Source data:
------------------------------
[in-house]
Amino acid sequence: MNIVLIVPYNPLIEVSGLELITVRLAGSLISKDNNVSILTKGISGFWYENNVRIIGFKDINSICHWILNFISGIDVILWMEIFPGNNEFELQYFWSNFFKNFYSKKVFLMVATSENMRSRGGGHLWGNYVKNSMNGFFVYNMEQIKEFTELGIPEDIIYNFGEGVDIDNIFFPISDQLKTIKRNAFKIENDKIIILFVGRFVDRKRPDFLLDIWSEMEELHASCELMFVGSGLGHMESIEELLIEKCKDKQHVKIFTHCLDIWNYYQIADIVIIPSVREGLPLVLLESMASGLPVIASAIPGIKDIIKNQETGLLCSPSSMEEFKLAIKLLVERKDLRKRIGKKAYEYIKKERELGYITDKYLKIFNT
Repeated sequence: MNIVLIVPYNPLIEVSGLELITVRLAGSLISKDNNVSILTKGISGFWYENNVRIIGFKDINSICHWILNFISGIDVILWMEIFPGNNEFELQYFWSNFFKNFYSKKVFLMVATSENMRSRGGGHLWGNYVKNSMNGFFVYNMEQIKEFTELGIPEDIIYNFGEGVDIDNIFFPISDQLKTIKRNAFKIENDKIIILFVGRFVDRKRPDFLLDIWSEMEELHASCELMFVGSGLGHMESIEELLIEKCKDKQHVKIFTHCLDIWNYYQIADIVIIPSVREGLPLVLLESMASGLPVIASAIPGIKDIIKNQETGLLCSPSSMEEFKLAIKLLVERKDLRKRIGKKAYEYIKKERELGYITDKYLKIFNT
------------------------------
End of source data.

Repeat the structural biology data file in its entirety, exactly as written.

[in-house]
Amino acid sequence: MNIVLIVPYNPLIEVSGLELITVRLAGSLISKDNNVSILTKGISGFWYENNVRIIGFKDINSICHWILNFISGIDVILWMEIFPGNNEFELQYFWSNFFKNFYSKKVFLMVATSENMRSRGGGHLWGNYVKNSMNGFFVYNMEQIKEFTELGIPEDIIYNFGEGVDIDNIFFPISDQLKTIKRNAFKIENDKIIILFVGRFVDRKRPDFLLDIWSEMEELHASCELMFVGSGLGHMESIEELLIEKCKDKQHVKIFTHCLDIWNYYQIADIVIIPSVREGLPLVLLESMASGLPVIASAIPGIKDIIKNQETGLLCSPSSMEEFKLAIKLLVERKDLRKRIGKKAYEYIKKERELGYITDKYLKIFNT
Repeated sequence: MNIVLIVPYNPLIEVSGLELITVRLAGSLISKDNNVSILTKGISGFWYENNVRIIGFKDINSICHWILNFISGIDVILWMEIFPGNNEFELQYFWSNFFKNFYSKKVFLMVATSENMRSRGGGHLWGNYVKNSMNGFFVYNMEQIKEFTELGIPEDIIYNFGEGVDIDNIFFPISDQLKTIKRNAFKIENDKIIILFVGRFVDRKRPDFLLDIWSEMEELHASCELMFVGSGLGHMESIEELLIEKCKDKQHVKIFTHCLDIWNYYQIADIVIIPSVREGLPLVLLESMASGLPVIASAIPGIKDIIKNQETGLLCSPSSMEEFKLAIKLLVERKDLRKRIGKKAYEYIKKERELGYITDKYLKIFNT